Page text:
Grace's Guide To British Industrial History

Registered UK Charity (No. 115342)

Grace's Guide is the leading source of historical information on industry and manufacturing in Britain. This web publication contains 163,416 pages of information and 245,908 images on early companies, their products and the people who designed and built them.

Grace's Guide is the leading source of historical information on industry and manufacturing in Britain. This web publication contains 147,919 pages of information and 233,587 images on early companies, their products and the people who designed and built them.


From Graces Guide

1874 Charles Hunting, a veterinary surgeon, founded a shipping business, originally known as Hunting and Pattison, which was managed by his son, Charles Samuel Hunting. It had 2 sailing ships, the Genii and the Sylvia.

1891 Partnership of C. Hunting, C. S. Hunting and W. J. Pattison was dissolved - operated as Hunting and Pattison of London and Newcastle (ship managers and brokers), and Hunting and Co of London (agents and ship store merchants)[1]

In the 1890s the company invested in oil tankers and became a tanker broker.

WWI Charles Samuel's son Percy served in the RFC.

Post WWI The business was in poor shape, with only two of its ships still afloat.

1921 Brothers Percy and Lindsay Hunting over the business after the death of their father, Charles Samuel Hunting. Instituted a rebuilding programme, mainly oil tankers.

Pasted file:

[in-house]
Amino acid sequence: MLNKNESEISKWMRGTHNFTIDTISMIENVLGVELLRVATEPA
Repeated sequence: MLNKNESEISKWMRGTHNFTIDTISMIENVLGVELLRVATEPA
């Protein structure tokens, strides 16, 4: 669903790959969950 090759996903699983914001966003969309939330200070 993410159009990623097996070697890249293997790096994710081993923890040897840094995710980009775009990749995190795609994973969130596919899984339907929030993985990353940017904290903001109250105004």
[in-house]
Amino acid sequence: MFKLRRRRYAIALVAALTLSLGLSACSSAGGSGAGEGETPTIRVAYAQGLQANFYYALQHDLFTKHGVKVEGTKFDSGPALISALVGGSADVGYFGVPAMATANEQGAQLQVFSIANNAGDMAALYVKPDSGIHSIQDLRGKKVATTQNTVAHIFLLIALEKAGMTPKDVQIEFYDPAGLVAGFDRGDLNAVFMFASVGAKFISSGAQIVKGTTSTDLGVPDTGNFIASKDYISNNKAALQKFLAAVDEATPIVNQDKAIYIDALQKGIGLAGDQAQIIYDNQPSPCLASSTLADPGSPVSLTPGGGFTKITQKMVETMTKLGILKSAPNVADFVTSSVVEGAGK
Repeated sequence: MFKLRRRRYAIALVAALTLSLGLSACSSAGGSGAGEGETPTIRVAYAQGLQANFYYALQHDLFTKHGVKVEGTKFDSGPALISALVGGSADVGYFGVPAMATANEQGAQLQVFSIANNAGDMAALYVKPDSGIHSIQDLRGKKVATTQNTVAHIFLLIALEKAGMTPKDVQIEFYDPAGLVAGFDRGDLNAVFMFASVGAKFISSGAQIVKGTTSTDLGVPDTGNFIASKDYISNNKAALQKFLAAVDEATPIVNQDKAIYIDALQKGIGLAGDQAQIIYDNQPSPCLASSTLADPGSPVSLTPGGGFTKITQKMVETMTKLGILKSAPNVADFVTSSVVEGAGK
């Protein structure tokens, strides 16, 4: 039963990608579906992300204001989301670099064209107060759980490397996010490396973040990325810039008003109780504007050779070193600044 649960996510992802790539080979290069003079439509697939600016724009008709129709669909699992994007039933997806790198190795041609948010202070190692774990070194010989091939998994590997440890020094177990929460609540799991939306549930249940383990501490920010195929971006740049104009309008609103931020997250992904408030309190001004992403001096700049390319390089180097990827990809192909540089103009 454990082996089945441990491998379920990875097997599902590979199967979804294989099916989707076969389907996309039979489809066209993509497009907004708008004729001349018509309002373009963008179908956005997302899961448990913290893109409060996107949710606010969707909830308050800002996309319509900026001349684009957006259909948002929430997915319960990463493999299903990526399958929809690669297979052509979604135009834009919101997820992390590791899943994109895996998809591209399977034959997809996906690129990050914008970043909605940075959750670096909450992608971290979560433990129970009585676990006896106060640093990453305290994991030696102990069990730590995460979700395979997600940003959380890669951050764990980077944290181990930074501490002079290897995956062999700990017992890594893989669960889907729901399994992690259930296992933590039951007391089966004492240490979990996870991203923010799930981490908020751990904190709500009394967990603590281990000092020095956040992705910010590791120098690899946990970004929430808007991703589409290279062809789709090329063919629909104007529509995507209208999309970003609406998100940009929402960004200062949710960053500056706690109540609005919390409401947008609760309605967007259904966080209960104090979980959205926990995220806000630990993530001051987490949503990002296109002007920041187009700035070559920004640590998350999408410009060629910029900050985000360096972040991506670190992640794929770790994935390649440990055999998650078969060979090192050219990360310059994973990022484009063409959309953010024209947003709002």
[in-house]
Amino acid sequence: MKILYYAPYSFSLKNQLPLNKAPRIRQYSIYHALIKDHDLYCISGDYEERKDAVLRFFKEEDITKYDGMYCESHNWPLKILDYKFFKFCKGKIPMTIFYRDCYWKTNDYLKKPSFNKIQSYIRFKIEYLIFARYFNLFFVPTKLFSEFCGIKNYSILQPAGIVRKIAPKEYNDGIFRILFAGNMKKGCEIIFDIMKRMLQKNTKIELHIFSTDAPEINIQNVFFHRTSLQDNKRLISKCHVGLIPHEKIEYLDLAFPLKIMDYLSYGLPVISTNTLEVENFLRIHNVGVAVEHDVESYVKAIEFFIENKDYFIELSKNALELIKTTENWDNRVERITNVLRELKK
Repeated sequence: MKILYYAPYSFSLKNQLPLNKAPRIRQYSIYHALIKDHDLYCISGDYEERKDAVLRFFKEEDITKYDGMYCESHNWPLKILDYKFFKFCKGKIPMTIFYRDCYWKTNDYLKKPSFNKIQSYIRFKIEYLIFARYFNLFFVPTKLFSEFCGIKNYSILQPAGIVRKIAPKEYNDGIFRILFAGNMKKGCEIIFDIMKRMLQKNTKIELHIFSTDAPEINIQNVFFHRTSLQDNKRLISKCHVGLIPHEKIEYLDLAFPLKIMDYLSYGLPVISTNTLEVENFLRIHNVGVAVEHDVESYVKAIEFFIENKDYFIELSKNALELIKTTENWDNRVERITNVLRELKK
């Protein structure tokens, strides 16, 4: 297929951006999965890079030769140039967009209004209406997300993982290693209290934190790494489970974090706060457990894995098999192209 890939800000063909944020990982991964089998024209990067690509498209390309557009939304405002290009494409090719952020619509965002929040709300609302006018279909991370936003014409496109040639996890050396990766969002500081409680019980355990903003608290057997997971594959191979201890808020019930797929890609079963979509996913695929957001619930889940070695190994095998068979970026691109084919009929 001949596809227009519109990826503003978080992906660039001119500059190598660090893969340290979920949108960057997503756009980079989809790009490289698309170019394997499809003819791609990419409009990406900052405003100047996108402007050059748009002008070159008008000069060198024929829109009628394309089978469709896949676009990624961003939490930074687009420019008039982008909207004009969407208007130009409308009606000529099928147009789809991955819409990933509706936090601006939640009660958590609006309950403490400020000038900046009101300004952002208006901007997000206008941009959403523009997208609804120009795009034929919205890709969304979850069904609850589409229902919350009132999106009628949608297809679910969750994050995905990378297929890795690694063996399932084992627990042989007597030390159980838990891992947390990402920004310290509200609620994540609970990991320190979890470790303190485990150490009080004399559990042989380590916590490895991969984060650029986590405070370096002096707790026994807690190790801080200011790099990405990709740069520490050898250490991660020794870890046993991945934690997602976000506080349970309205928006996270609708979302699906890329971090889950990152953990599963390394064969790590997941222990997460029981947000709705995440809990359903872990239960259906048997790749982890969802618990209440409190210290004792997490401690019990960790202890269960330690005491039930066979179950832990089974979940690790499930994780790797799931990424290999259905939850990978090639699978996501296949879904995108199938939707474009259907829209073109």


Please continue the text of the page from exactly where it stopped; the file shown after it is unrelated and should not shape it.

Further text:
1926 Became a private limited company, with Percy Hunting as chairman, a position he occupied for the next thirty-five years. The firm also acquired new interests in shipbroking.

1930s Shipping business slumped. Invested in oil production, and distribution in Lancashire

1938 Acquired a minority shareholding in a small aircraft servicing company based at Croydon Airport called Rollasons. Acquired a shareholding in the Aircraft Operating Co and its subsidiary Aerofilms, which took the group into aerial survey and mapping.

1939 increased stake in Rollasons to a majority.

WWII Manufactured airframe components for a variety of military aircraft at Croydon and at a new factory in Llanberis in North Wales. Took complete control of Rollasons in 1941, changing its name to Field Air Services.

1942 Took complete control of Aircraft Operating Co, which became Hunting Aerosurveys in 1945

1944 Purchased Percival Aircraft Ltd, manufacturers of complete aircraft

1945 Hunting entered the airline business and established Hunting Air Travel Ltd, a business headquartered at Luton Airport.

1946 The new airline began commercial operations from Bovingdon Airport at the start of 1946.

1951 Hunting Air Travel changed its name to Hunting Air Transport.

1953 Main divisions of the company were: [2]

1953 The Hunting family decided to split the group and to transfer their airline business to a new holding company which they had set up together with the Scottish Clan Line shipping company; the airline was named Hunting-Clan Air Transport[3]

1954 Percival Aircraft Co was renamed Hunting Percival Aircraft